We're in the process of moving into a new house in Las Vegas at the moment. Whenever it gets too crazy, we take a deep breath and think back about where we were in March in years past. The Turks and Caicos come to mind when we think about March 2002. We had finally broken loose from the hold of the Bahamas and we were heading to the Dominican Republic. The Turks and Caicos were on the way and well worth the stop.
We didn't have a website then. I kept a handwritten journal and I was just getting into photography. We were also really just getting into the cruising life. Everything was new and exciting. We were venturing just a little further off the beaten path. We stopped first in Provo (Providenciales), the largest island in the Caicos, and did a bit of exploring on foot. Provo is known for its luxurious resorts, its diving and its upscale tourism. Though we appreciated its beauty, it was far too touristy for us.
We moved on to the Turks and anchored off Grand Turk Island. Here we found what we were looking for … few tourists (except us, of course), an interesting history, and lots of exploring to do. We visited the tiny, but informative Turks & Caicos National Museum where we learned lots about the island from its curator.
While in the museum garden, I spotted two male lizards apparently having an altercation over a female or territory, I suppose … perhaps both. Their dewlaps were extended, and had they not been tiny critters, they might have looked ferocious. We were told that these anoles were endemic to the Turks & Caicos and that we would see endemic anoles in most of the Caribbean islands. To this day, it's one of my favorite photos.
We wandered down Front Street along the shore, admiring the houses, but one notable observation was that all of the houses had walls, gates and fences. According to poet, Robert Frost, “Good fences make good neighbors!”, but come on now on such a tiny island, is this really necessary?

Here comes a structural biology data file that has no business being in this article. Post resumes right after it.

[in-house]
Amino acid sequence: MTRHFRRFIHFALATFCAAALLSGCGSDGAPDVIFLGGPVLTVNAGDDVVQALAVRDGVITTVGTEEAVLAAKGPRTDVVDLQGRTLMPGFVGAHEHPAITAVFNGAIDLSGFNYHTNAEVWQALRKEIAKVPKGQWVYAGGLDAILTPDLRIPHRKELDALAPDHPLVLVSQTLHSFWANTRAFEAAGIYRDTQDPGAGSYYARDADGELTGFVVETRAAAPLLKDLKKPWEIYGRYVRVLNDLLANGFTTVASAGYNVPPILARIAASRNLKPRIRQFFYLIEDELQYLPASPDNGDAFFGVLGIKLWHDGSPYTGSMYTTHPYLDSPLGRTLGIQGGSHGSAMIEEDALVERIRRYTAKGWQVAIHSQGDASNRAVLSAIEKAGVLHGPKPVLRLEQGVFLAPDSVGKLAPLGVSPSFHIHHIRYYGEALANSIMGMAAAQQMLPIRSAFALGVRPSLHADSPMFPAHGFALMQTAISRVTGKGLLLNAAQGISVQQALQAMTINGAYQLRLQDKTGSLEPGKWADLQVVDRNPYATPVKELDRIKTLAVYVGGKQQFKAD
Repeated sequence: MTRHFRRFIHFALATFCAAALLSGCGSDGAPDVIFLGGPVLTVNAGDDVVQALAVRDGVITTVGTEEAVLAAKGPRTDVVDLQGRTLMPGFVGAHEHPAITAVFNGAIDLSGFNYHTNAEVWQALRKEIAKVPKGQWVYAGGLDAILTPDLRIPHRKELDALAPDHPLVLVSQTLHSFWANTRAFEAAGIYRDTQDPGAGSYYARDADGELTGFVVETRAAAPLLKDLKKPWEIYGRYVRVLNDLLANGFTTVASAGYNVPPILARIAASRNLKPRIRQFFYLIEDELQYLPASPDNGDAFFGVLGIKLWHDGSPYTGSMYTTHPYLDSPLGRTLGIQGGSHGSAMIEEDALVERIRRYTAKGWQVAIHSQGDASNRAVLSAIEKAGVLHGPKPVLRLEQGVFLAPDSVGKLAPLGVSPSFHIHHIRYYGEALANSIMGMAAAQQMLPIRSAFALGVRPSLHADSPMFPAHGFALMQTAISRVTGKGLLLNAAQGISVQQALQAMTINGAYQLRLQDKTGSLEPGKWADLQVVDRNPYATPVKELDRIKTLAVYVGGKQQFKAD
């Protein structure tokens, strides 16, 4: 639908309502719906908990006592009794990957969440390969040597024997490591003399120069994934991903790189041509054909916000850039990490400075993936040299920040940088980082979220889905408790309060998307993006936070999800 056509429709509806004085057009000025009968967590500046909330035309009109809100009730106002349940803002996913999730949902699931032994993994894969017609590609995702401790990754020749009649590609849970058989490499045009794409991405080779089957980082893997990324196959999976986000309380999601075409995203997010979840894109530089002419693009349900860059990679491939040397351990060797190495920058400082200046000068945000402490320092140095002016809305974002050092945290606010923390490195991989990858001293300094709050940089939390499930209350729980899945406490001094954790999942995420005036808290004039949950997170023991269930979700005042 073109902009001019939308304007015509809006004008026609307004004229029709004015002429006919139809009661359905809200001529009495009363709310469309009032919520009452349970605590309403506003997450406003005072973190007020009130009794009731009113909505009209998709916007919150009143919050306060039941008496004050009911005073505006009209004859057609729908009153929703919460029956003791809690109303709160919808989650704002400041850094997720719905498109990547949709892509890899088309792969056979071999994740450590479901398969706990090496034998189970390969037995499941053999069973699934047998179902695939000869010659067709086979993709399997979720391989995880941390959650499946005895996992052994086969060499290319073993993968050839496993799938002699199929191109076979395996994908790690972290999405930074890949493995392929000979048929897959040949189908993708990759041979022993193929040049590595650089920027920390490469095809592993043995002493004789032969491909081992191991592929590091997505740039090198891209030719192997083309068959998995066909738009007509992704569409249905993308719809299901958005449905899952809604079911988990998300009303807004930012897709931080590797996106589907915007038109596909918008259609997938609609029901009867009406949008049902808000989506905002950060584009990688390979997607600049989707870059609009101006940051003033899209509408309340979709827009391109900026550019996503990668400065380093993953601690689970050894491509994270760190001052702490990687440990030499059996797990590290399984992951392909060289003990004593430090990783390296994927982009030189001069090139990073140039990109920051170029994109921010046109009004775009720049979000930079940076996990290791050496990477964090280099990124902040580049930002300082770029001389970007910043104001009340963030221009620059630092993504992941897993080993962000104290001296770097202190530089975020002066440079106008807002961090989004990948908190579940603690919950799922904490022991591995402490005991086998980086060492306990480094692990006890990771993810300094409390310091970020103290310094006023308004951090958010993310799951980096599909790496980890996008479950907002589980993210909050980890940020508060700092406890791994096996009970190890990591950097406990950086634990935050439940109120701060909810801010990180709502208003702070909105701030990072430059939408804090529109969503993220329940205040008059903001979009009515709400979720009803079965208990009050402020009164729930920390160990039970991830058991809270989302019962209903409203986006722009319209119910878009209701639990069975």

It appears that if locals want to have a garden it is necessary, otherwise donkeys eat your yard. Donkeys? Lots of them! As very tangible reminders of the salt-raking industry of Grand Turk’s past, donkeys still roam freely on the island and can be seen most everywhere. The island’s official donkey keeper rounds up the equine vagrants about every six months and corrals them on a “ranch” in the northern part of the island. If adopting a donkey appeals to you, this would be a great place to find one. Providing a good home is the only criteria for ownership!
We wandered from one end of the island to the other. The Grand Turk Lighthouse, which was cast in iron in England and transported and reassembled in 1852 overlooking Northeast Reef was a good spot for a picnic.
The Bermudian Saltrakers were the first to commercially produce salt in the Turks and Caicos by evaporating sea water in a series of salinas or salt ponds. Salt played an important part of the islands' economy until the 1960's. The salinas still occupy a huge area in Grand Turk and Salt Cay, and are reminders of this history. The old, now decrepit windmills once used to pump water between the salt ponds, were particularly scenic.
There are more than 40 islands in the Turks & Caicos, only 8 of which are inhabited. Had we been a bit more seasoned cruisers, we would have explored more, but we didn't. We were anxious to move on. We've learned through experience to slow down and appreciate each place more. Guess we'll just have to go back some day and do a better job of exploring.
Want to learn more about the Turks & Caicos? Check out this website.